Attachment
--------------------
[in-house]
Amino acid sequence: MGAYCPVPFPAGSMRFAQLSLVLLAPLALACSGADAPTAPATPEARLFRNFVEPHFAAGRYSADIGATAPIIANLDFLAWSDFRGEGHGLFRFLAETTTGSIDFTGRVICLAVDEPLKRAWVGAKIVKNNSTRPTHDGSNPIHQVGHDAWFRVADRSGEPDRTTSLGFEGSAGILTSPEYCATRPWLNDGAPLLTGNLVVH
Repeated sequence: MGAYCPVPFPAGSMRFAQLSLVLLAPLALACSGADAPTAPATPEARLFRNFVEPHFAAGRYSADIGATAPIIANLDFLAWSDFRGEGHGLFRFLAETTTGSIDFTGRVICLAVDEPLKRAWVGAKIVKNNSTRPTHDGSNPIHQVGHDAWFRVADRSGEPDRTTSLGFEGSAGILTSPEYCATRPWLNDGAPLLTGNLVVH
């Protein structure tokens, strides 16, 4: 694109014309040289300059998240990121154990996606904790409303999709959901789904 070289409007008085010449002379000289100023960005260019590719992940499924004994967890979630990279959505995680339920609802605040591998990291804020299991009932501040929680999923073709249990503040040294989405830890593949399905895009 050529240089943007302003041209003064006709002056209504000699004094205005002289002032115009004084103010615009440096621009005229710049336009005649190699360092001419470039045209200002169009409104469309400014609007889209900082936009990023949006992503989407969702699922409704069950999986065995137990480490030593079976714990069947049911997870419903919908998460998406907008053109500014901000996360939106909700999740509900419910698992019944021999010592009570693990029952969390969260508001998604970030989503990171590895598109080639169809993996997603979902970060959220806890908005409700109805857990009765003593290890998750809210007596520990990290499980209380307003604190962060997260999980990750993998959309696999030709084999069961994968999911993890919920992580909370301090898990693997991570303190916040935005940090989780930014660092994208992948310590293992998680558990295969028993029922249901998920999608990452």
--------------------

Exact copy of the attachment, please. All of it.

[in-house]
Amino acid sequence: MGAYCPVPFPAGSMRFAQLSLVLLAPLALACSGADAPTAPATPEARLFRNFVEPHFAAGRYSADIGATAPIIANLDFLAWSDFRGEGHGLFRFLAETTTGSIDFTGRVICLAVDEPLKRAWVGAKIVKNNSTRPTHDGSNPIHQVGHDAWFRVADRSGEPDRTTSLGFEGSAGILTSPEYCATRPWLNDGAPLLTGNLVVH
Repeated sequence: MGAYCPVPFPAGSMRFAQLSLVLLAPLALACSGADAPTAPATPEARLFRNFVEPHFAAGRYSADIGATAPIIANLDFLAWSDFRGEGHGLFRFLAETTTGSIDFTGRVICLAVDEPLKRAWVGAKIVKNNSTRPTHDGSNPIHQVGHDAWFRVADRSGEPDRTTSLGFEGSAGILTSPEYCATRPWLNDGAPLLTGNLVVH
């Protein structure tokens, strides 16, 4: 694109014309040289300059998240990121154990996606904790409303999709959901789904 070289409007008085010449002379000289100023960005260019590719992940499924004994967890979630990279959505995680339920609802605040591998990291804020299991009932501040929680999923073709249990503040040294989405830890593949399905895009 050529240089943007302003041209003064006709002056209504000699004094205005002289002032115009004084103010615009440096621009005229710049336009005649190699360092001419470039045209200002169009409104469309400014609007889209900082936009990023949006992503989407969702699922409704069950999986065995137990480490030593079976714990069947049911997870419903919908998460998406907008053109500014901000996360939106909700999740509900419910698992019944021999010592009570693990029952969390969260508001998604970030989503990171590895598109080639169809993996997603979902970060959220806890908005409700109805857990009765003593290890998750809210007596520990990290499980209380307003604190962060997260999980990750993998959309696999030709084999069961994968999911993890919920992580909370301090898990693997991570303190916040935005940090989780930014660092994208992948310590293992998680558990295969028993029922249901998920999608990452």